The iPad is on its way. Apple started accepting pre-orders earlier this month, but there are still many unanswered questions about what iPad will deliver in its final form.

One thing that almost certainly won't be present when the iPad ships: support for Adobe Flash. That has numerous raised questions about both the iPad and Flash. After all, if the device Apple is betting so big on doesn't support Flash, will publishers, who have seen Apple's success with the iPhone, be forced to adopt Flash alternatives in order to position themselves to cash in if the iPad achieves success of its own? Or is Apple simply fighting a fight it can't win?

One big publisher -- CBS -- may already be hedging its bets. According to MacRumors, bizarre "iPad - test" links have been spotted on These links point to pages containing videos. When loaded in a web browser, these videos are Flash-based. But when loaded using the iPad SDK simulator, these videos (which don't yet work) appear to be based on HTML5.

The implication, of course, is that CBS has decided that finding a way to distribute its website video content on the iPad is a worthy investment despite the fact that the iPad isn't here and nobody yet knows just how important it will eventually be. If anything, that says a lot about publishers' eagerness to be ahead of the curve. If the iPad turns out to be a hit, publishers don't want to be playing catch up this time around.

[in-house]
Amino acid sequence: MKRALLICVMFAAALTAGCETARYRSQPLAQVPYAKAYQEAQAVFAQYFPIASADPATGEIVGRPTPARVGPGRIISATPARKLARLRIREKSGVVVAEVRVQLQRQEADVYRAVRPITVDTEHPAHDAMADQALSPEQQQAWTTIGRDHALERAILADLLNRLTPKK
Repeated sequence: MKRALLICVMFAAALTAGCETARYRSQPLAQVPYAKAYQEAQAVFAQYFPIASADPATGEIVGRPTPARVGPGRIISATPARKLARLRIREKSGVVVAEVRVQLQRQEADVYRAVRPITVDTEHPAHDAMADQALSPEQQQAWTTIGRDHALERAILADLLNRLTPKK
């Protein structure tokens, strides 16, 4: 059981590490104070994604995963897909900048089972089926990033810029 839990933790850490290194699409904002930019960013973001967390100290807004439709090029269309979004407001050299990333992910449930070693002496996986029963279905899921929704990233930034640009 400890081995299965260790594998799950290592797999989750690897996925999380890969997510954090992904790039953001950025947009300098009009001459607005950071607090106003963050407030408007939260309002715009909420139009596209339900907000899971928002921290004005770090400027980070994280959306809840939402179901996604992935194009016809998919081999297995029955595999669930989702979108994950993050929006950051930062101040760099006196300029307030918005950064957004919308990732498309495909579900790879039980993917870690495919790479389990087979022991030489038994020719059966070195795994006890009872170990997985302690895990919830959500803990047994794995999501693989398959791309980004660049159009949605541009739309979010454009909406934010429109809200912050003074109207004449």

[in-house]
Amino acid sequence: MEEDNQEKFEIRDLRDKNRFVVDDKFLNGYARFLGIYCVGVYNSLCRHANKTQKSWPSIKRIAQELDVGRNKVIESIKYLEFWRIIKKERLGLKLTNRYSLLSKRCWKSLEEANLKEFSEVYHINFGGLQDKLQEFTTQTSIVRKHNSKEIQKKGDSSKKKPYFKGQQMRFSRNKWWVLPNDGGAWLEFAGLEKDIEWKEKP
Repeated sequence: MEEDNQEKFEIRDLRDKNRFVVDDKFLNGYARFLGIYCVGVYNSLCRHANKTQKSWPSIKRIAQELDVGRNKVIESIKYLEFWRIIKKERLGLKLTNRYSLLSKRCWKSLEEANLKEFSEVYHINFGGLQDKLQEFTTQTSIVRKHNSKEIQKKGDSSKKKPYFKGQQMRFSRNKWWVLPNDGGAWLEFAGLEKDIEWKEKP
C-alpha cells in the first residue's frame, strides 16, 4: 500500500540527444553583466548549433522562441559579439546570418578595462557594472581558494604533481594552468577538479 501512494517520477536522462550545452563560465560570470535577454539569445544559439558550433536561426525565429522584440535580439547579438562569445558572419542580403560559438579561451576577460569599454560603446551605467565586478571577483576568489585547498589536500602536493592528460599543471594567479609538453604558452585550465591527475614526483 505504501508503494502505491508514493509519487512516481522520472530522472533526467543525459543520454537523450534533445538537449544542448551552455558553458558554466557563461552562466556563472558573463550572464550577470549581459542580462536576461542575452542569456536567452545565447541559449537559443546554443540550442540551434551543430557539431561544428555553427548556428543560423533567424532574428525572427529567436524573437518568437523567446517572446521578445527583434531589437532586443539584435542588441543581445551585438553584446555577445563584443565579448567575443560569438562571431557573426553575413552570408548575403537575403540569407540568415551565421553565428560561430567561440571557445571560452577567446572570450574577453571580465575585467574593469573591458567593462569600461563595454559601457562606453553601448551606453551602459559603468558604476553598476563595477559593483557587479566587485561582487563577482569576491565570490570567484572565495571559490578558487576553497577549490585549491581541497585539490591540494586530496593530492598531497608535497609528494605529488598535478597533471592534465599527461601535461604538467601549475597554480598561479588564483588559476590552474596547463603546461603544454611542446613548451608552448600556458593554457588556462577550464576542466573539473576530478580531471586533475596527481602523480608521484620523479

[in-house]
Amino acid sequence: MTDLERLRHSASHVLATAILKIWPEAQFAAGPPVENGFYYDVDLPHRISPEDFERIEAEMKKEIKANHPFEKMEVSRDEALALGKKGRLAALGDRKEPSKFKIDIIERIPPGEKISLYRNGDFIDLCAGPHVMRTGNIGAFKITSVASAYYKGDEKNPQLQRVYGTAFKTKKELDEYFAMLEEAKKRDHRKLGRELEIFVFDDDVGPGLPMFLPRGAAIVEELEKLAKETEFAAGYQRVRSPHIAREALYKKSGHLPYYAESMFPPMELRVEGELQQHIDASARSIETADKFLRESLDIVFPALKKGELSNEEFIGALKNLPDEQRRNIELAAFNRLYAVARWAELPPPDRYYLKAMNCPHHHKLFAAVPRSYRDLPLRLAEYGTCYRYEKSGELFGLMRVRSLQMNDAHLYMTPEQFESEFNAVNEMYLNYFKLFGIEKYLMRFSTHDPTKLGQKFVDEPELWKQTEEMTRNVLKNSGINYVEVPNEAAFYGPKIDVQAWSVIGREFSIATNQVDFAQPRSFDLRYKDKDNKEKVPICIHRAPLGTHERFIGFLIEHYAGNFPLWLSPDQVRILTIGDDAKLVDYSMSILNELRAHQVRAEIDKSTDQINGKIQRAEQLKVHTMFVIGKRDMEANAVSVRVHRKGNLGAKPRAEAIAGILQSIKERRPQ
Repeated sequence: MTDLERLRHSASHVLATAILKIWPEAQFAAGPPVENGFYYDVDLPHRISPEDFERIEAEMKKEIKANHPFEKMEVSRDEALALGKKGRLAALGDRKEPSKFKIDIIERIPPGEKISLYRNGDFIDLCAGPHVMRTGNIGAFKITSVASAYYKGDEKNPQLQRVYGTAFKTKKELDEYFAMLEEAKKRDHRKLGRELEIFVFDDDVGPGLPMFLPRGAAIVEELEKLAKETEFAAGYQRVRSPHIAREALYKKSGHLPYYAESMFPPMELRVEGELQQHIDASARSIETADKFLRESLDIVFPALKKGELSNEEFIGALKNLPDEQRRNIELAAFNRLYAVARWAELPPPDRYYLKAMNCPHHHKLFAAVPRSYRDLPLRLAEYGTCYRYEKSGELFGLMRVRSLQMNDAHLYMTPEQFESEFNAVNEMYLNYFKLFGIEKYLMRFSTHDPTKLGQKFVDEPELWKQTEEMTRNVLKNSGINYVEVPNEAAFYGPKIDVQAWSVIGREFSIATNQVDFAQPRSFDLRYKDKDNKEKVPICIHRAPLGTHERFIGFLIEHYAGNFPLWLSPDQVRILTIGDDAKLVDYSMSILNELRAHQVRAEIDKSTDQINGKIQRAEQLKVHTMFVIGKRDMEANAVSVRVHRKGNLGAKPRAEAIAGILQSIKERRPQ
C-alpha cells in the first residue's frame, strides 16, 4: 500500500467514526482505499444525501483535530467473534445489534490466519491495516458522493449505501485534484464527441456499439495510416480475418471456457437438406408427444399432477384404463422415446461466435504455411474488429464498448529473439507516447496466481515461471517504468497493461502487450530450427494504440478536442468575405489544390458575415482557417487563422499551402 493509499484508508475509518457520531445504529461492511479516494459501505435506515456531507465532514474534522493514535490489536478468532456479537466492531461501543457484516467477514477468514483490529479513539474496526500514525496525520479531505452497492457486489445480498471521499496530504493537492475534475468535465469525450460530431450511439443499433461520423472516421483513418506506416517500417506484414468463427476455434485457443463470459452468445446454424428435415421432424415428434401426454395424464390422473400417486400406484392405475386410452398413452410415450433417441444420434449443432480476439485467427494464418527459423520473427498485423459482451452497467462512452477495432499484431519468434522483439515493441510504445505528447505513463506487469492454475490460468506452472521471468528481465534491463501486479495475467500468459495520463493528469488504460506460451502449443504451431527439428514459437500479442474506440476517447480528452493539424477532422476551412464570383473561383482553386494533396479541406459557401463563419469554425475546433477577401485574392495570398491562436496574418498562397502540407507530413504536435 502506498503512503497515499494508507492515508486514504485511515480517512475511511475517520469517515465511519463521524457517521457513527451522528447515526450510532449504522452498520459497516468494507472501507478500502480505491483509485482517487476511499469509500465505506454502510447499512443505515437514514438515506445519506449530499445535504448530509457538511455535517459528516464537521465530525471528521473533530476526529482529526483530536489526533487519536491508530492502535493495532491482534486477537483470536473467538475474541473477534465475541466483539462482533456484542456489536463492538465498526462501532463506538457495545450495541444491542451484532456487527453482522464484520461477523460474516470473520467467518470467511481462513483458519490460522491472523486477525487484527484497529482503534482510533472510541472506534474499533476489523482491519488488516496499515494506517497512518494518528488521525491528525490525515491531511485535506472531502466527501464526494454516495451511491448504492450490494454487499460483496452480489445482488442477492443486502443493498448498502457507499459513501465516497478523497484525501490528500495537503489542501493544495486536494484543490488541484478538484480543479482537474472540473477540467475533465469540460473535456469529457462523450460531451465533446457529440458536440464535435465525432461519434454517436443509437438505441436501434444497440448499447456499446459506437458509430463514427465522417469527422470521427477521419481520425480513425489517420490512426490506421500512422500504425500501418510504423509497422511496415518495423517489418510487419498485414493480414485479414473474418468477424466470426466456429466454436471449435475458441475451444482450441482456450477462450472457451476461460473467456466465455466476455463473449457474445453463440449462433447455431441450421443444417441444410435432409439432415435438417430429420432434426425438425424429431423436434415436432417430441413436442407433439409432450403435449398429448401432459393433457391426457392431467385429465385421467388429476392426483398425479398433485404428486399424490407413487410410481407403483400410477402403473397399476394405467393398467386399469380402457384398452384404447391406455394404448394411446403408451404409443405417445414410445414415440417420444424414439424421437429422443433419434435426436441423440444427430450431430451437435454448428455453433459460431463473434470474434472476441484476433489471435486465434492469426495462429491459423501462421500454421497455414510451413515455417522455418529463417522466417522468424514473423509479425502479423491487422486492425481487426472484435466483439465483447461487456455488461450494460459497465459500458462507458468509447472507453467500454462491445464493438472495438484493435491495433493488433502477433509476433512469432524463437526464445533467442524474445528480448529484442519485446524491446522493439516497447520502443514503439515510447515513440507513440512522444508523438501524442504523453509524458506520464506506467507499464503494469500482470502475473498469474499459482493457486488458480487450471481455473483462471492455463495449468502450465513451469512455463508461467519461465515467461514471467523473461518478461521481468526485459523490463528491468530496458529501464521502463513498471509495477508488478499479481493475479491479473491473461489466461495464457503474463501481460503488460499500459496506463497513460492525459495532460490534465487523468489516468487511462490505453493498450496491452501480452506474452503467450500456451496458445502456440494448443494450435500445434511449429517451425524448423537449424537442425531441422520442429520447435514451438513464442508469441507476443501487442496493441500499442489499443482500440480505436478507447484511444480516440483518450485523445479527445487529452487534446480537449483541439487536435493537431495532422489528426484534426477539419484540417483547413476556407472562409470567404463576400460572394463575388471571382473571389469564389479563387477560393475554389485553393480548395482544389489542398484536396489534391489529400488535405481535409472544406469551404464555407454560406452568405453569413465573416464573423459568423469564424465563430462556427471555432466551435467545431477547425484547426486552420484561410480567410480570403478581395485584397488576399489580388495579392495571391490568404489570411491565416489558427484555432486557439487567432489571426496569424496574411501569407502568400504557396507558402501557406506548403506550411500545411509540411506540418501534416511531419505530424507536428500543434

Of course, it would be premature to point to CBS' example, for instance, as evidence that Flash is dying. Many companies have made significant investments in Flash, and already have a significant amount of Flash-based content, some of which is not easily converted. HTML5 isn't here, and there will likely always be a place for Flash (and other RIAs), even if HTML5 eventually takes a larger part of the market for things like online video delivery.

The risk for Adobe, of course, is that the iPad is giving publishers a motivation to adopt alternative technologies alongside Flash. Alternative technologies that could also serve as Flash replacements altogether at some point in the future. The risk for publishers, however, is that the iPad won't be as big as many have predicted. There may be very valid reasons for publishers to look at Flash alternatives going forward, but technology decisions made on assumption and speculation alone could prove quite costly.

Photo credit: Richard-G via Flickr.

Patricio Robles

Published 25 March, 2010 by Patricio Robles

Patricio Robles is a tech reporter at Econsultancy. Follow him on Twitter.

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Comments (1)


Steven Jones

Flash does work on the iPad. Plenty of people are already building Apps with the Flash CS5 beta that was released (and then pulled) last year. Plenty of evidence too pointing to html5 being more of a CPU hog than Flash in tests.

over 8 years ago

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